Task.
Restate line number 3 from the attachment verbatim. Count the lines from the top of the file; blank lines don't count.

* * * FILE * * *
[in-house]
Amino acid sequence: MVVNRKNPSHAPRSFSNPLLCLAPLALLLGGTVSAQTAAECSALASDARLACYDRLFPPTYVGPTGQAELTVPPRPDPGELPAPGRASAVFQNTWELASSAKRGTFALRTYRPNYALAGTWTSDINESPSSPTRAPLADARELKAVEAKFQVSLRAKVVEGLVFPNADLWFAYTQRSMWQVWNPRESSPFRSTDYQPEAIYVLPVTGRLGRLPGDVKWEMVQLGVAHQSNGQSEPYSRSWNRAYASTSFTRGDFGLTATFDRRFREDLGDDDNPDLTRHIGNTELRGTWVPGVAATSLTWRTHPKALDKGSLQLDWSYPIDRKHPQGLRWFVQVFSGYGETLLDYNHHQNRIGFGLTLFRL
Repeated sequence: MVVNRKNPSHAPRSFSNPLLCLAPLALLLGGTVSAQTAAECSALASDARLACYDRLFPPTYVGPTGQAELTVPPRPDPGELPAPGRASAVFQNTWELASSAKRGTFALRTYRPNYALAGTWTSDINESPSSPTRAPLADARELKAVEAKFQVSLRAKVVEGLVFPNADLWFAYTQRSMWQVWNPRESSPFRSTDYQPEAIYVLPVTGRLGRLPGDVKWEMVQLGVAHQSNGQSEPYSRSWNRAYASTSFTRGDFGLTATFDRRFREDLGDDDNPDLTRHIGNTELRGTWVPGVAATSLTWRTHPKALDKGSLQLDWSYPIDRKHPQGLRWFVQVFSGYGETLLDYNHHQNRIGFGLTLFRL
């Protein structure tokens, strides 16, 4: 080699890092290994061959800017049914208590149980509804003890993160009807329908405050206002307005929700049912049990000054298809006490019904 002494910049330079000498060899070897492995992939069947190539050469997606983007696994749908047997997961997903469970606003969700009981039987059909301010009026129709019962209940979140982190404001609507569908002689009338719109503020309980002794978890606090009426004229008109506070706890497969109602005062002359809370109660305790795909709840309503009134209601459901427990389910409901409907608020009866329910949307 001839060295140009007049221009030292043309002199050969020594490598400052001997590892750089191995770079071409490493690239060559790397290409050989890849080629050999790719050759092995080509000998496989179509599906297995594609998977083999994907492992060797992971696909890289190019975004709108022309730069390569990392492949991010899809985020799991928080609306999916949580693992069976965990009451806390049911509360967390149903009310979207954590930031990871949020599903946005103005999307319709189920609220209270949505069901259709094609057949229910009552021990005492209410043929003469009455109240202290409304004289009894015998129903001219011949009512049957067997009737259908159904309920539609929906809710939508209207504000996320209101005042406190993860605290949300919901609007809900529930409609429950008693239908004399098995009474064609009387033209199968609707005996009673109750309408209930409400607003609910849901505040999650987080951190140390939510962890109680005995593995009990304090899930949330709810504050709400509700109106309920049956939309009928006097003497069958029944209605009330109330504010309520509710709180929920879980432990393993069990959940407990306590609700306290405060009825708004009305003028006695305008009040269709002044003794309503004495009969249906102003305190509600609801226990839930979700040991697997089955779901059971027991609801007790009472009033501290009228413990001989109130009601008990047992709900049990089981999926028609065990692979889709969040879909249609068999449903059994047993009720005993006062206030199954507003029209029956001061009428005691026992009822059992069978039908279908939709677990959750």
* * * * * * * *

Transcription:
Repeated sequence: MVVNRKNPSHAPRSFSNPLLCLAPLALLLGGTVSAQTAAECSALASDARLACYDRLFPPTYVGPTGQAELTVPPRPDPGELPAPGRASAVFQNTWELASSAKRGTFALRTYRPNYALAGTWTSDINESPSSPTRAPLADARELKAVEAKFQVSLRAKVVEGLVFPNADLWFAYTQRSMWQVWNPRESSPFRSTDYQPEAIYVLPVTGRLGRLPGDVKWEMVQLGVAHQSNGQSEPYSRSWNRAYASTSFTRGDFGLTATFDRRFREDLGDDDNPDLTRHIGNTELRGTWVPGVAATSLTWRTHPKALDKGSLQLDWSYPIDRKHPQGLRWFVQVFSGYGETLLDYNHHQNRIGFGLTLFRL